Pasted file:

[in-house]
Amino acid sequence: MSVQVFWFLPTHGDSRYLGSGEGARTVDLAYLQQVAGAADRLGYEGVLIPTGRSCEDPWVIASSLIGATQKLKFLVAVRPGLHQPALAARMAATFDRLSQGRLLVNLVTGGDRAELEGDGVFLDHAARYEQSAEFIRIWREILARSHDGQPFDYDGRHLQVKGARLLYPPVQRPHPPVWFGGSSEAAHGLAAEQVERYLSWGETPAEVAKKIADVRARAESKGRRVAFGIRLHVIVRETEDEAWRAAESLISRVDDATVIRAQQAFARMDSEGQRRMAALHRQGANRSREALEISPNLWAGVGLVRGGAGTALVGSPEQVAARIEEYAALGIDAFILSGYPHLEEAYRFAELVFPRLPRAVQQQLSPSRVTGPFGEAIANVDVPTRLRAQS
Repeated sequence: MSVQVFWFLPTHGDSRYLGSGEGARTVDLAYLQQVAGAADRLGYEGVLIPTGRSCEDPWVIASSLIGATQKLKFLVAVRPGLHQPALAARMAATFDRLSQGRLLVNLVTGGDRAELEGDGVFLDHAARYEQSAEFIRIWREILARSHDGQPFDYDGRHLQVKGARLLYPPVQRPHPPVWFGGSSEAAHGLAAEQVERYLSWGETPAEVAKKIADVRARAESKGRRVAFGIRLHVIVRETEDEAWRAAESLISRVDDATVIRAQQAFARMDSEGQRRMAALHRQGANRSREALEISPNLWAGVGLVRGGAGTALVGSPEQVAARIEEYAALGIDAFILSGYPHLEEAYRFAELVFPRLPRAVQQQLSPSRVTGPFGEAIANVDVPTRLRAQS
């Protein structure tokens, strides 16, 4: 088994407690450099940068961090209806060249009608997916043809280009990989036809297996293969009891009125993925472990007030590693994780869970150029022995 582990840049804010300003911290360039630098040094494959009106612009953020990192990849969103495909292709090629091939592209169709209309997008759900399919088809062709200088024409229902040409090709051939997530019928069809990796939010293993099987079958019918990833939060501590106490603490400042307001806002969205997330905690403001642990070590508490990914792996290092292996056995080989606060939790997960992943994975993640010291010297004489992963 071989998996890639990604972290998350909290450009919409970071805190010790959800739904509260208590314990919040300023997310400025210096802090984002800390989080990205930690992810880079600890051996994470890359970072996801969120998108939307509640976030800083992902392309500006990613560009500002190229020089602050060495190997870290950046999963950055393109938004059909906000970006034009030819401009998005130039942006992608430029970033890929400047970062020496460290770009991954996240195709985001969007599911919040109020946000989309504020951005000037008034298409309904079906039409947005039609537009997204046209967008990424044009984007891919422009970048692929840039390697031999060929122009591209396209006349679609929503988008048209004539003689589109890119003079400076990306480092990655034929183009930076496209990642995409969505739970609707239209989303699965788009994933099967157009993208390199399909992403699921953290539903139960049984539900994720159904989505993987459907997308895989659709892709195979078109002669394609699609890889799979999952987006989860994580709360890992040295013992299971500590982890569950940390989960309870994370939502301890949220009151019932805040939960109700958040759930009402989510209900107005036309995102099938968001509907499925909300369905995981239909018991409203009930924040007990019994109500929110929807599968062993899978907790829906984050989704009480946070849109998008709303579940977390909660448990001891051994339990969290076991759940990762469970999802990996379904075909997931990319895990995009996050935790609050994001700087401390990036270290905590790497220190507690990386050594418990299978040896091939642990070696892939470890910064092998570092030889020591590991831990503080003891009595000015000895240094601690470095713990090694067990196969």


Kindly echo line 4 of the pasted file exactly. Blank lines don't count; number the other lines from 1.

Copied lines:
């Protein structure tokens, strides 16, 4: 088994407690450099940068961090209806060249009608997916043809280009990989036809297996293969009891009125993925472990007030590693994780869970150029022995 582990840049804010300003911290360039630098040094494959009106612009953020990192990849969103495909292709090629091939592209169709209309997008759900399919088809062709200088024409229902040409090709051939997530019928069809990796939010293993099987079958019918990833939060501590106490603490400042307001806002969205997330905690403001642990070590508490990914792996290092292996056995080989606060939790997960992943994975993640010291010297004489992963 071989998996890639990604972290998350909290450009919409970071805190010790959800739904509260208590314990919040300023997310400025210096802090984002800390989080990205930690992810880079600890051996994470890359970072996801969120998108939307509640976030800083992902392309500006990613560009500002190229020089602050060495190997870290950046999963950055393109938004059909906000970006034009030819401009998005130039942006992608430029970033890929400047970062020496460290770009991954996240195709985001969007599911919040109020946000989309504020951005000037008034298409309904079906039409947005039609537009997204046209967008990424044009984007891919422009970048692929840039390697031999060929122009591209396209006349679609929503988008048209004539003689589109890119003079400076990306480092990655034929183009930076496209990642995409969505739970609707239209989303699965788009994933099967157009993208390199399909992403699921953290539903139960049984539900994720159904989505993987459907997308895989659709892709195979078109002669394609699609890889799979999952987006989860994580709360890992040295013992299971500590982890569950940390989960309870994370939502301890949220009151019932805040939960109700958040759930009402989510209900107005036309995102099938968001509907499925909300369905995981239909018991409203009930924040007990019994109500929110929807599968062993899978907790829906984050989704009480946070849109998008709303579940977390909660448990001891051994339990969290076991759940990762469970999802990996379904075909997931990319895990995009996050935790609050994001700087401390990036270290905590790497220190507690990386050594418990299978040896091939642990070696892939470890910064092998570092030889020591590991831990503080003891009595000015000895240094601690470095713990090694067990196969």